European Commission President Jean-Claude Juncker said on Friday that no matter how hard climate activists fight, implementing their demands is not necessarily feasible.
In an interview with German magazine Der Spiegel, Juncker spoke of his admiration for the youth and their determination to seek change. "But I'm not naive. Much of what is sentimentally recounted is in reality not that easy to achieve," the outgoing president said.
He said he was satisfied with the climate policy assessment of his own commission, whose term is coming to an end.
"I do not really like complacency, but as the European Union, we have made a massive contribution to the Paris Climate Agreement."
The EU wants to cut emissions by 40% by 2030 compared to 1990 levels, and some EU nations are even demanding a reduction of 55%.
Member states may be in a position to agree later this year on the objective of achieving climate neutrality by 2050.
However, Juncker says it will take more than some activists to make the difference.
"Anyone who pretends that it does not require any special effort, just because there is a movement in this direction among young people now, is very wrong," he said.
Thunberg tweeted that she will now not be heading to Chile, but will be returning to Europe somewhat earlier than planned. This is due to the UN climate conference not taking place in Santiago, but in Madrid, due to the civil unrest in the Latin American country.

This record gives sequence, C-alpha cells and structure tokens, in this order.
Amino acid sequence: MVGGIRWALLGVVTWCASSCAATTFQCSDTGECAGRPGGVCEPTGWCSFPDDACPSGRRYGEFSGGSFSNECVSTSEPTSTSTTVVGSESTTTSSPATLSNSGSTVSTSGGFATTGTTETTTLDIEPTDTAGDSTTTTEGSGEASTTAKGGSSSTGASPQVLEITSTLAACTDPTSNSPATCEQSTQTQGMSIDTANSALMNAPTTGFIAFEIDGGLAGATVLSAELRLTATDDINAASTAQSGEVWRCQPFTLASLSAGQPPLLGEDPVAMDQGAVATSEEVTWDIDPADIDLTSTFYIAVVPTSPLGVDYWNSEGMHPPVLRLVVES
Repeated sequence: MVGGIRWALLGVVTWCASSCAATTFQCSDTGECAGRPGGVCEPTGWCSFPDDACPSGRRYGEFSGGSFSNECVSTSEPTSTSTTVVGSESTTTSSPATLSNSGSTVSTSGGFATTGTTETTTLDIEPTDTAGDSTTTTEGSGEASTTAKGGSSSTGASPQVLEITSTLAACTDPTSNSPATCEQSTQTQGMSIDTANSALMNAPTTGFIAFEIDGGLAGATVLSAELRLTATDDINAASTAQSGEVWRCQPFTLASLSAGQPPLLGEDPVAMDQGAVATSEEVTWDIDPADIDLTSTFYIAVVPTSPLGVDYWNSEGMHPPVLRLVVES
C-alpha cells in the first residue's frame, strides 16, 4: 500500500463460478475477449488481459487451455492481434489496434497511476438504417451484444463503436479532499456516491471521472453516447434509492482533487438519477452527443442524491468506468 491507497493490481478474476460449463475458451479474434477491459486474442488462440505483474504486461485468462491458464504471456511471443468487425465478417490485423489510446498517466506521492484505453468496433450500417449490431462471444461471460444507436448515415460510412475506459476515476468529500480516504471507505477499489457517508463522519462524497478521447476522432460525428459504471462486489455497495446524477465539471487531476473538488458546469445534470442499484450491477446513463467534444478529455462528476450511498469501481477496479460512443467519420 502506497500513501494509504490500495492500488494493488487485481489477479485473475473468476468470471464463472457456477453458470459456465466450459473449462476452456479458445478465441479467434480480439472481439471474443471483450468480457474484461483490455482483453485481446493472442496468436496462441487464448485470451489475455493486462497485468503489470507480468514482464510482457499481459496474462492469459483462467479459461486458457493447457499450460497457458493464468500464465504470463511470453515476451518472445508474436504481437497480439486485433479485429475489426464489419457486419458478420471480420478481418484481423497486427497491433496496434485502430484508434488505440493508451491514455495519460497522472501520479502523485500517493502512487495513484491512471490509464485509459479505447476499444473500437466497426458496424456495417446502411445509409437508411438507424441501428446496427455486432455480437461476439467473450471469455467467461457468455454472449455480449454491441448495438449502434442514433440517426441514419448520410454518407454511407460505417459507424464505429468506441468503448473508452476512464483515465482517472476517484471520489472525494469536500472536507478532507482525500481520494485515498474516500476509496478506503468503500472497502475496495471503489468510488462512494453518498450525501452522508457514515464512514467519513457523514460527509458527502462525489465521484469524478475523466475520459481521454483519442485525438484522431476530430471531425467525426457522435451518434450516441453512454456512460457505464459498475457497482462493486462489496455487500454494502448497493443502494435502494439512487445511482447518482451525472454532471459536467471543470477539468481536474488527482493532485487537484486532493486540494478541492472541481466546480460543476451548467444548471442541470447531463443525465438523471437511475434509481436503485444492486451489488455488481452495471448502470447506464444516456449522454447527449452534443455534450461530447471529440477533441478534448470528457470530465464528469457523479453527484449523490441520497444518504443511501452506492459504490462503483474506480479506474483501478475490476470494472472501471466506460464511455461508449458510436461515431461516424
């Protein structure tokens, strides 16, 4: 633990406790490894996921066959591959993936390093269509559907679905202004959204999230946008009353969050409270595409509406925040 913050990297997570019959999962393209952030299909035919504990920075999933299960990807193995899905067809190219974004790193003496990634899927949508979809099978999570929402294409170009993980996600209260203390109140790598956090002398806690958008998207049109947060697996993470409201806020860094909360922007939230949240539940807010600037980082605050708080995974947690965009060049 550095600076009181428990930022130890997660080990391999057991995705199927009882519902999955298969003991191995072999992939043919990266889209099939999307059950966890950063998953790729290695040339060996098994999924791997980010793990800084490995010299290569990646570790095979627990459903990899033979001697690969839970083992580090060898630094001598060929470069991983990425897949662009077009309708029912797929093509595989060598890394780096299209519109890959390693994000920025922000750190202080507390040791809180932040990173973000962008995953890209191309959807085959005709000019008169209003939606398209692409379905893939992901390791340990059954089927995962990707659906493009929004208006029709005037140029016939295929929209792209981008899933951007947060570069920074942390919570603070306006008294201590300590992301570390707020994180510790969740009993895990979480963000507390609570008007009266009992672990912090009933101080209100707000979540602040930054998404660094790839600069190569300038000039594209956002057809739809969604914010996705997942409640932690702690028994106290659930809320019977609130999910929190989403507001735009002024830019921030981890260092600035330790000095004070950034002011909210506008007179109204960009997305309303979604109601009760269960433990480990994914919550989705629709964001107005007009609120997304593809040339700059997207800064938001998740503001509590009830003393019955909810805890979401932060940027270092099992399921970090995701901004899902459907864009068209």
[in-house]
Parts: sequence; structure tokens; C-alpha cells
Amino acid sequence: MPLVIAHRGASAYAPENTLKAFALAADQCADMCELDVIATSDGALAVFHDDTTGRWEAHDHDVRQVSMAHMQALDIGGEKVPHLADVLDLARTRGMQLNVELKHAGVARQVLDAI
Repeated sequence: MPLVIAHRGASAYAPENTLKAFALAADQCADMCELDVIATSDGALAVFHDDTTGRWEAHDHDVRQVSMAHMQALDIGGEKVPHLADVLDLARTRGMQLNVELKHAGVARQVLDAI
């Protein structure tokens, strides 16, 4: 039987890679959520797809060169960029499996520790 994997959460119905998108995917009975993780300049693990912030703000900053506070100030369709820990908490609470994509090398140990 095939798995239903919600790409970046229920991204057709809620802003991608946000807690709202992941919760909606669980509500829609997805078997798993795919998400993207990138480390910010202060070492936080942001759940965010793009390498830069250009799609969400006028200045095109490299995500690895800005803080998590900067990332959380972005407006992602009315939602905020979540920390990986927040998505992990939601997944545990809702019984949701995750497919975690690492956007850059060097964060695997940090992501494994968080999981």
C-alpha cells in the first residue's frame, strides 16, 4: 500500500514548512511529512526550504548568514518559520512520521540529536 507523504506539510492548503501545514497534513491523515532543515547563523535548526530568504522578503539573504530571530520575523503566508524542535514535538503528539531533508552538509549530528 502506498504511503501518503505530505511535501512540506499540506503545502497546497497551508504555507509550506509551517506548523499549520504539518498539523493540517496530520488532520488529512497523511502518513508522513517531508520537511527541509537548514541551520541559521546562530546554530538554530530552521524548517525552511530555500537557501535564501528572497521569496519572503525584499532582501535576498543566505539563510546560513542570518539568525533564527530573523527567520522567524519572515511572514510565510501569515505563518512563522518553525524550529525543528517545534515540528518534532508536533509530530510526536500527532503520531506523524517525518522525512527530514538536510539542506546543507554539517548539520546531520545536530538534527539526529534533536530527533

Uncompromising position, criticizes Johnson
Juncker, who is about to be replaced by German Ursula von der Leyen, also spoke of his regrets over Brexit, saying he wished he had played a greater role in the build-up to the 2016 vote. He even suggested that some of the lies spread during the Leave campaign were done so by current British Prime Minister Boris Johnson.
The 64-year-old said of then-Prime Minister David Cameron: "I had a lot of invitations, but Cameron made it clear that he could not use me, that the European Commission was even less popular in the UK than on the continent."
"I decided then not to get involved. Today I think that's a big mistake; so many lies were told — even by the current Prime Minister Boris Johnson."